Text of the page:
Way back in 2003 I scheduled Peter for a baseline neurological exam because he’d exhibited a number of angry flare-ups, so very unlike him. During the visit the doctor gave him three things to remember: fire truck, airplane, tree. He remembered all of them, and did well on all elements of the exam which included knowing the day of week, the date, and drawing a clock with a specific time.
A subsequent MRI showed only tiny amounts of the amyloid strands that “clog” thinking. A good sign, the doctor said.
At follow-up eighteen months later, same standard tests, but when the doctor gave him three things to remember — fire truck, airplane and house — he told her she’d changed her list from the year before. She was pleased he remembered and confessed she’d forgotten what words she usually said. He got good marks that day too, though I knew he wasn’t quite as sharp with answers to her questions, plus his usual teasing repartee was missing.
He didn’t say, but he was worried. So was I.
Every now and then I’d ask him to remember three things I’d list, tell me the day of the week, or draw a clock. Remembering three things became more and more difficult, he guessed at the day of the week, but he could always draw a clock.
One evening I asked him to draw a clock that showed 6:24. I tore a page out of my little datebook for him to draw on. “A.M. or P.M.?” he asked.
“A regular old fashioned clock, silly,” I said.
His drawing is below. My scribbles at the top were to show him how a lot of people with dementia draw a clock. At the bottom is Peter’s clock. I complimented him on his preciseness, especially the big hand showing twenty-four minutes past the hour. “The little hand isn’t quite right,” I said. “Close, but no cigar.”
“Nunh unh, no-o,” he said. “When the big hand is coming down, the little hand is moving ’round too. This is right!’
Why did I question an engineer? He was right, of course. The old line, Never ask an engineer the time or he’ll tell you how to build a clock, still applies.
Another year passed and it was apparent Peter wasn’t his old self. Increased memory loss, inability to come up with the words for common items, and confusion about time and place occurred daily. Worse, he was having trouble writing checks to pay bills, and doing routine chores.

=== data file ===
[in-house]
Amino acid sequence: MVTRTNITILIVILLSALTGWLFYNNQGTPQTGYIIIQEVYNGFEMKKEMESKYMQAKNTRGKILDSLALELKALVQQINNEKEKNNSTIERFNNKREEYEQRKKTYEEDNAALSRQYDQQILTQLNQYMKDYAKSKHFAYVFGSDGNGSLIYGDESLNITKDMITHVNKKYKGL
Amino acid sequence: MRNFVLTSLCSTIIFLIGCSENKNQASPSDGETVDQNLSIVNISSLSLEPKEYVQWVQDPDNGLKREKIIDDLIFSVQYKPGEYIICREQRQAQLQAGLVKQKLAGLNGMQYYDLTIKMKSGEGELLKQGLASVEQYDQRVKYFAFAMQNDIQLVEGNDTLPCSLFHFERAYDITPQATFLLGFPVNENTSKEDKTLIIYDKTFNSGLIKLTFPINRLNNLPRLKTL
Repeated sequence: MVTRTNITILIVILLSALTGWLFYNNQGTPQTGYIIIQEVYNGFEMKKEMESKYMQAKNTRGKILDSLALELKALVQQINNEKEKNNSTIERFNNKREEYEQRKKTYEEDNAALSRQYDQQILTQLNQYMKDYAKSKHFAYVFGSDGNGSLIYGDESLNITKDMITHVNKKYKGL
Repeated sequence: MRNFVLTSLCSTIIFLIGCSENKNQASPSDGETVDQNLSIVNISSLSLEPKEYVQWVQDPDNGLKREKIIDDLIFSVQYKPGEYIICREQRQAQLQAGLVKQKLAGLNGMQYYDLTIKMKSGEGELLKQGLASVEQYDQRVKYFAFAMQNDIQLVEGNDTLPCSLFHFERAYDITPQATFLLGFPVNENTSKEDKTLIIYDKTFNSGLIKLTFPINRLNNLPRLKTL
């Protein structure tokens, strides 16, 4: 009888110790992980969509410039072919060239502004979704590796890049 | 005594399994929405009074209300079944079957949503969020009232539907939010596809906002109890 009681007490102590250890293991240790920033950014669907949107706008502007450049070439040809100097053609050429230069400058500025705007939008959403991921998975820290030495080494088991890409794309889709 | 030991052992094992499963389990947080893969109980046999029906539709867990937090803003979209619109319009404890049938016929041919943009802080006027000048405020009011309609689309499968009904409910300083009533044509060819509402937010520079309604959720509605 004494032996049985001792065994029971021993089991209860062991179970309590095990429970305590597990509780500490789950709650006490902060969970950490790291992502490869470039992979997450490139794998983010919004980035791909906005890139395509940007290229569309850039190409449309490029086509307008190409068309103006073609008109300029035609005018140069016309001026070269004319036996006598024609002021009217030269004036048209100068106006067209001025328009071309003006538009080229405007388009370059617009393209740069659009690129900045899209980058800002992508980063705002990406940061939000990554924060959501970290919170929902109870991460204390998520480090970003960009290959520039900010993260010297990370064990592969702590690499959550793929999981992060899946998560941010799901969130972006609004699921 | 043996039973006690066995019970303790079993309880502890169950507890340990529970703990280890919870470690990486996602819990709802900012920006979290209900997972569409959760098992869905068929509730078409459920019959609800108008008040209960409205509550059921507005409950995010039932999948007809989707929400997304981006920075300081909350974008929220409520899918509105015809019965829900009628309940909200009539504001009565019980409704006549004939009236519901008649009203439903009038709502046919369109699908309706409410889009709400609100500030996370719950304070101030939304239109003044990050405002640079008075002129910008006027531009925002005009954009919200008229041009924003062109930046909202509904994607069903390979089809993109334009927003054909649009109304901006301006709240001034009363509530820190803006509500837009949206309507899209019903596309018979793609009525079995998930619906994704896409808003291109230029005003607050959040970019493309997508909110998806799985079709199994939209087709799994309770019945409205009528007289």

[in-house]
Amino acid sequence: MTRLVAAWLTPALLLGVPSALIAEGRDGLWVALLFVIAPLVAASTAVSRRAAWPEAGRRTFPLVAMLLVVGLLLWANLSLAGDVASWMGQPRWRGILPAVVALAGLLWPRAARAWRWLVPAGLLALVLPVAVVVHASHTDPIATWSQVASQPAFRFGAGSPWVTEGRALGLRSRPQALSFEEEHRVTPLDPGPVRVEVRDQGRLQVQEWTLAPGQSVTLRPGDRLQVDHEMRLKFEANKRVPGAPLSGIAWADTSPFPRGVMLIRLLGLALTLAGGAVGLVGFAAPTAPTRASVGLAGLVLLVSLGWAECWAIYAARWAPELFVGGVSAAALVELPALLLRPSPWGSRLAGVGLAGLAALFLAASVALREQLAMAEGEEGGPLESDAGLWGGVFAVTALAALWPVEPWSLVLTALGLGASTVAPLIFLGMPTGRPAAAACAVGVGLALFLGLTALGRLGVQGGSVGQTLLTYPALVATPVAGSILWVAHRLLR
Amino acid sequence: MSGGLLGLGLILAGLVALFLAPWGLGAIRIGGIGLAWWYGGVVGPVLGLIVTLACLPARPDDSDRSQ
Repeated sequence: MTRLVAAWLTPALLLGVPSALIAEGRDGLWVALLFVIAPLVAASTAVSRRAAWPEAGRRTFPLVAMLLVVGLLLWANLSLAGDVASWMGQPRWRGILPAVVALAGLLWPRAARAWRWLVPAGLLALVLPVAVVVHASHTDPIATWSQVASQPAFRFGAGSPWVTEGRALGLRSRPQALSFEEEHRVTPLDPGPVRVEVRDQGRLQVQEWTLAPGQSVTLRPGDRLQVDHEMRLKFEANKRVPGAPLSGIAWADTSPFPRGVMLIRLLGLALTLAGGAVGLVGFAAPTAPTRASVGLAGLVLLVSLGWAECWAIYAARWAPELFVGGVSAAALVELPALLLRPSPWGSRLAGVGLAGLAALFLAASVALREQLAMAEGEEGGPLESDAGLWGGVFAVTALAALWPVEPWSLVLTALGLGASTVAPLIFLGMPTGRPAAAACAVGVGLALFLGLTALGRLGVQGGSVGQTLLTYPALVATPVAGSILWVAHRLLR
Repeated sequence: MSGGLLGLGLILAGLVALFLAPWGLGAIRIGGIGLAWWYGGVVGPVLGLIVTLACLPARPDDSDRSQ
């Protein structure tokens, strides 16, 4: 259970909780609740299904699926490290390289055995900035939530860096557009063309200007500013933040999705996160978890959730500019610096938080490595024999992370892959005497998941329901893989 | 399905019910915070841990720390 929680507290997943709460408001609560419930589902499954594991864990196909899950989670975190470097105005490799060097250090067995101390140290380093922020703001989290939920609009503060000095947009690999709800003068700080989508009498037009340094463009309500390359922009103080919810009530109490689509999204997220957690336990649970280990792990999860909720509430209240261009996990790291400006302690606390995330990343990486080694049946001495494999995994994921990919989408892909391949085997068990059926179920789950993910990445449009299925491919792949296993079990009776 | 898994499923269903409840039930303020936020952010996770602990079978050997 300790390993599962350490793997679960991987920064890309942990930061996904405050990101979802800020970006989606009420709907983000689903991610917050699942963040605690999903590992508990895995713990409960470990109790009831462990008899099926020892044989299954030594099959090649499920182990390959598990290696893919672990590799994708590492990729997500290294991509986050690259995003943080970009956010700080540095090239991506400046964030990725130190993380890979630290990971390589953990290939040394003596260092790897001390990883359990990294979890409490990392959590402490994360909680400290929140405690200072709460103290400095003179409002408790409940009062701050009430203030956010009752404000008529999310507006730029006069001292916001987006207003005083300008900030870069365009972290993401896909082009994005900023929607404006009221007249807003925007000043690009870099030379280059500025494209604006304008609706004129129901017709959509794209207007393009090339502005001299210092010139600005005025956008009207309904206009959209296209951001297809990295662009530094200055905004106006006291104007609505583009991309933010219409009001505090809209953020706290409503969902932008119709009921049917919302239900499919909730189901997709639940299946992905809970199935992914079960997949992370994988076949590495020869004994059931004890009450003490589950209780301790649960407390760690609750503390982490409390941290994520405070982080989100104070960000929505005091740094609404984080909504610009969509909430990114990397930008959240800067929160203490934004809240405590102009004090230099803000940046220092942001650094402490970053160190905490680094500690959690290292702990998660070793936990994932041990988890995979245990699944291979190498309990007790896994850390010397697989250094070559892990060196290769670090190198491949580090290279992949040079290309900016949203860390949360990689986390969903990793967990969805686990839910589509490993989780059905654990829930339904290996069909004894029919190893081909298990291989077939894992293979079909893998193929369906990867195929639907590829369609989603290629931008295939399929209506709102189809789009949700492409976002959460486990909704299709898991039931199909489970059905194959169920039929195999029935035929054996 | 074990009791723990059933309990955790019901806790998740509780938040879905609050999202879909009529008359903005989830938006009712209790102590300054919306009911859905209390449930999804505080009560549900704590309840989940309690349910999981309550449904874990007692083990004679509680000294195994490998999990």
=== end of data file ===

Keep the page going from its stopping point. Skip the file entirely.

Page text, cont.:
Back to the neurologist we went.
She performed those same standard tests. He could no longer remember the three things, nor did he know the day, date, or year. She prescribed commonly used Alzheimer’s drugs: Namenda, to slow dementia’s progression, and Aricept to ease confusion.
Another MRI showed an increase of the “sticky stuff.” Damned plaque! I thought that was only found on teeth.
I scheduled yearly visits.
This past spring the doctor said he was “mid-stage,” though his ability to count backwards rapidly by sevens, another standard test, continues to astonish the doctor and me. I can barely count forward by sevens! But then he is an engineer, numbers and calculations are still easy for him. And he continues to do soduko and crosswords every day, though I’ve noticed a decline in both interest and accuracy.
Though the doctor said “mid stage” I’ve read ahead — he’s exhibiting some “late stage” symptoms. A month ago he couldn’t remember our granddaughter’s name when he saw her picture, he didn’t know what the garbage disposal was for, and simple one-on-one conversations are almost impossible.
Recently, he started working on his 1/78th scale Cutty Sark model ship again — he built the hull and did all the “easy” stuff years ago. He hadn’t touched it for five years or more. I mentioned this to the doctor because it was encouraging, even though I know there’s no hope for true improvement or cure. She suggested getting him a set of Legos “after he finished the boat.” Peter didn’t react, but I was insulted for him. This isn’t a bathtub toy he’s building after all!
During the visit she asked if he noticed changes in his memory. He said he knew he was “having a hard time,” but he could never forget me. Ah, he can still layer on that olde English charm when he wants to. And the doctor laughed.
The next day I happened to come home from a luncheon with my name tag still in place. “Oh, I remember your name,” he said.
“You’d better!” I said.
He pointed to my tag and laughed. I didn’t see that one coming.